Seniors Stay Safer on the Internet
This information came from a brochure that Microsoft has online. It is called Defending Your Computer. They have a number of these out there that you can download as PDF files.
So, when you have time, I recommend this website: http://www.microsoft.com/security/resources/brochures.aspx
Here is information from one of those brochures:
1.Defend your computer.
- Keep all software (including your web browser) current with automatic updating. Install legitimate antivirus and antispyware software. Protect your wireless router with a password, and use flash drives cautiously. Microsoft can help: microsoft.com/security/pypc.aspx.
2. Guard email and other accounts with strong passwords.
- Make them long (phrases or sentences) that mix uppercase and lowercase letters, numbers, and symbols. (Learn how: aka.ms/passwords-create.)
- Avoid using the same password everywhere. If it is stolen, all the accounts it protects are at risk. It’s okay to store passwords on a well-protected piece of paper away from your computer.
3. Use email more safely.Spot signs of fraud:
- Watch out for surprise messages that you have "won a lottery," need to send money to your "grandchild," or help a distant stranger "transfer funds." Other clues include notices of account closure, misspellings, and grammatical errors.
Think before you respond to an email:
- Don’t trust the sender’s name. It can be faked.
- Be cautious about clicking links to video or opening photos, songs, or other files — even if you know the sender. Check with him or her first.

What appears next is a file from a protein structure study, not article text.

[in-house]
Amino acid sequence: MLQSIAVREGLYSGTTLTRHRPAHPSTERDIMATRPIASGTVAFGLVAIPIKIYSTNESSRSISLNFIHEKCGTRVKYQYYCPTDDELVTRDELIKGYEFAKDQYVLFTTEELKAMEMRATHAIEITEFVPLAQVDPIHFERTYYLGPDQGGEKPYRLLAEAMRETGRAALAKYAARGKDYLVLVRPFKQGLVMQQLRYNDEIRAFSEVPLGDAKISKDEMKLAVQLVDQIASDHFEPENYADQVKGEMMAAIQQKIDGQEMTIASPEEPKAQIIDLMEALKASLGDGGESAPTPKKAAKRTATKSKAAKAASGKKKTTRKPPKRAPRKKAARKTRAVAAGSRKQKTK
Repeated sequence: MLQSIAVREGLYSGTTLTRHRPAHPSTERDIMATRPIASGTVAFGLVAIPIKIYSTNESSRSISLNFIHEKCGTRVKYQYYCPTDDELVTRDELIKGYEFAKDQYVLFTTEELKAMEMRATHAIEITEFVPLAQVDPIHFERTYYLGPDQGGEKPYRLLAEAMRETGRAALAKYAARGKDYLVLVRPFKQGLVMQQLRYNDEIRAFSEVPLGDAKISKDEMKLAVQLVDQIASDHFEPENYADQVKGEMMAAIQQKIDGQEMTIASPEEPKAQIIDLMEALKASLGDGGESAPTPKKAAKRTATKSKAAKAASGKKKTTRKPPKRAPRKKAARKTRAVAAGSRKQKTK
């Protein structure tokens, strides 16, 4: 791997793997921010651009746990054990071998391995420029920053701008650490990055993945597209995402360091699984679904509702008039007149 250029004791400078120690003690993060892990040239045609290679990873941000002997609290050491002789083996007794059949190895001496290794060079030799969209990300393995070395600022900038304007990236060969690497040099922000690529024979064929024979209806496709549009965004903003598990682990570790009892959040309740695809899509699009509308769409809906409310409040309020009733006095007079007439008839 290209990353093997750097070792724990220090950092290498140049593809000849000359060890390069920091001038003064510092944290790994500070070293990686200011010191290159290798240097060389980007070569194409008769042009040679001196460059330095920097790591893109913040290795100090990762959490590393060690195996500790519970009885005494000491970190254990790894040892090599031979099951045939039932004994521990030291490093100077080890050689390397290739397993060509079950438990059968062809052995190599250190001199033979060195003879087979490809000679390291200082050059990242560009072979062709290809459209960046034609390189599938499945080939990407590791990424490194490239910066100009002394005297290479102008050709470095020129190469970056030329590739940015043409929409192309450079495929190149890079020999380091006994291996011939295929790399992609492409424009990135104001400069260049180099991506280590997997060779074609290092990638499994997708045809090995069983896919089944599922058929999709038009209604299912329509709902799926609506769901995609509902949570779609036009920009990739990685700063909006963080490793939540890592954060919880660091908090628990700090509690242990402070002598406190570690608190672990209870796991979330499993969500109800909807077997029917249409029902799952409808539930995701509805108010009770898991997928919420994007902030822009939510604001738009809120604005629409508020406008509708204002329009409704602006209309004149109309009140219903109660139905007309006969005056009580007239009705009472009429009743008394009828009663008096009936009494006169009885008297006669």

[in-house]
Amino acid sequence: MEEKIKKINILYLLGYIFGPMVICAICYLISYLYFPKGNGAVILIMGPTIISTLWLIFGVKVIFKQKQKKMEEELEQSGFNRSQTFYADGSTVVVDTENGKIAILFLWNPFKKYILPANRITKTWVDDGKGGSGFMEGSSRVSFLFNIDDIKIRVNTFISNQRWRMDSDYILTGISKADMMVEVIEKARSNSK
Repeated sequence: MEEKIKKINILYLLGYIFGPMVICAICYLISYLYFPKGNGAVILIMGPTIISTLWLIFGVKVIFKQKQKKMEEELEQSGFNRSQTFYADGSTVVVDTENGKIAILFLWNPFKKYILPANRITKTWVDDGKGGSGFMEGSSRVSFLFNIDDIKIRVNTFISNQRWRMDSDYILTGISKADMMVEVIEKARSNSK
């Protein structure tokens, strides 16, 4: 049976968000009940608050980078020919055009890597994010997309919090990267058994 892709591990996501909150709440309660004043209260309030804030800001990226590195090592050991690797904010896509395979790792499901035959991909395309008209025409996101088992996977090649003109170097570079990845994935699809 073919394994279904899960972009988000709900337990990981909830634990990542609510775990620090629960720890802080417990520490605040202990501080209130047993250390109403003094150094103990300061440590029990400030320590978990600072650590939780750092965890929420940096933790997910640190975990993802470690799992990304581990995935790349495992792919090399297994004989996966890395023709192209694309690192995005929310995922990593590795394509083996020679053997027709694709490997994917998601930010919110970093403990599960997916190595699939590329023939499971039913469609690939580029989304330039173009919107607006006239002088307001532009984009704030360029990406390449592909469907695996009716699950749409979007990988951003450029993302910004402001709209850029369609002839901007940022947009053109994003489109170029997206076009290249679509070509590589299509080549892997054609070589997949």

- Be wary of visiting a website or calling the number in a suspect message. They could be phony. Instead, contact the company using info you find yourself.
- Be careful what you put in email. It’s as insecure
Make sure you’re at the correct site — for example, at your bank’s website, not a fake.
Look for a web address with https ("s" stands for secure) and a closed padlock beside it. (The lock might also be in the lower right of the window.) as a postcard.
4. Browse more safely.
Look for signs that a webpage is secure:
- Make sure you’re at the correct site — for example, at your bank’s website, not a fake.
- Look for a web address with https ("s" stands for secure) and a closed padlock beside it. (The lock might also be in the lower right of the window.)
Don't type sensitive information in pop-up windows.
5. Use social networks more safely
Decide how public you want your profile or blog to be.When using a social network website like Facebook or Eons or posting opinions on your own webpages (blogging), consider that some sites automatically make what you post open to anyone on the Internet.
Look for Settings or Options to manage who can see your profile, photos, and friends, how people can search for you, who can comment, and how to block unwanted access.
Think before you post
Before you post anything online, remember that the site may archive what you post, friends may give it out, or hackers and security lapses may expose it.
- Don’t post anything — especially sensitive information like your address or birth date — you would ordinarily say only to a close friend.
- Use caution when sharing feelings — whether you are happy, sad, angry, or have money worries— because predators may exploit your emotions.
This website is an excellent resource for all of us, but especially for beginners!